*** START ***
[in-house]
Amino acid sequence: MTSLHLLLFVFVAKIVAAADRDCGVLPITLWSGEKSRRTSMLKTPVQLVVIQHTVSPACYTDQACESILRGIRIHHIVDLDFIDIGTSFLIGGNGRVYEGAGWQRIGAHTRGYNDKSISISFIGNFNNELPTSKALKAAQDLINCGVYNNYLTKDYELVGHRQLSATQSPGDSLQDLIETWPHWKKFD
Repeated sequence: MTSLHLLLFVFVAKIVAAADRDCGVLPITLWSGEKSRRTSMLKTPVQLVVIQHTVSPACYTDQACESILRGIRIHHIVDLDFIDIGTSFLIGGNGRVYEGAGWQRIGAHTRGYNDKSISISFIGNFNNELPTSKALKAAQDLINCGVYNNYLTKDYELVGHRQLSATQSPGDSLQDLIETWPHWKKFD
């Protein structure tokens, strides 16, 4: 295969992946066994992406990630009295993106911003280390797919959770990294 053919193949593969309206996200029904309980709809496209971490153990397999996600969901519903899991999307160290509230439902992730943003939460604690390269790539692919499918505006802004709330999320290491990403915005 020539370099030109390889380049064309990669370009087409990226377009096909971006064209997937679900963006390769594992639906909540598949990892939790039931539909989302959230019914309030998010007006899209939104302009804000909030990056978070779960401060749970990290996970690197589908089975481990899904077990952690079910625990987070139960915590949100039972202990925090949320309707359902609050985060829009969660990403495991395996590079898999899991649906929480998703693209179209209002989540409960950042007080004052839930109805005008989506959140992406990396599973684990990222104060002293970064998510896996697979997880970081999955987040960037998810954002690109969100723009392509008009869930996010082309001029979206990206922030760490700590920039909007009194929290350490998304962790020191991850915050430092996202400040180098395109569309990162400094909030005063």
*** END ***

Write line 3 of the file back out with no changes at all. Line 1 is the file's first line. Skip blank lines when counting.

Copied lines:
Repeated sequence: MTSLHLLLFVFVAKIVAAADRDCGVLPITLWSGEKSRRTSMLKTPVQLVVIQHTVSPACYTDQACESILRGIRIHHIVDLDFIDIGTSFLIGGNGRVYEGAGWQRIGAHTRGYNDKSISISFIGNFNNELPTSKALKAAQDLINCGVYNNYLTKDYELVGHRQLSATQSPGDSLQDLIETWPHWKKFD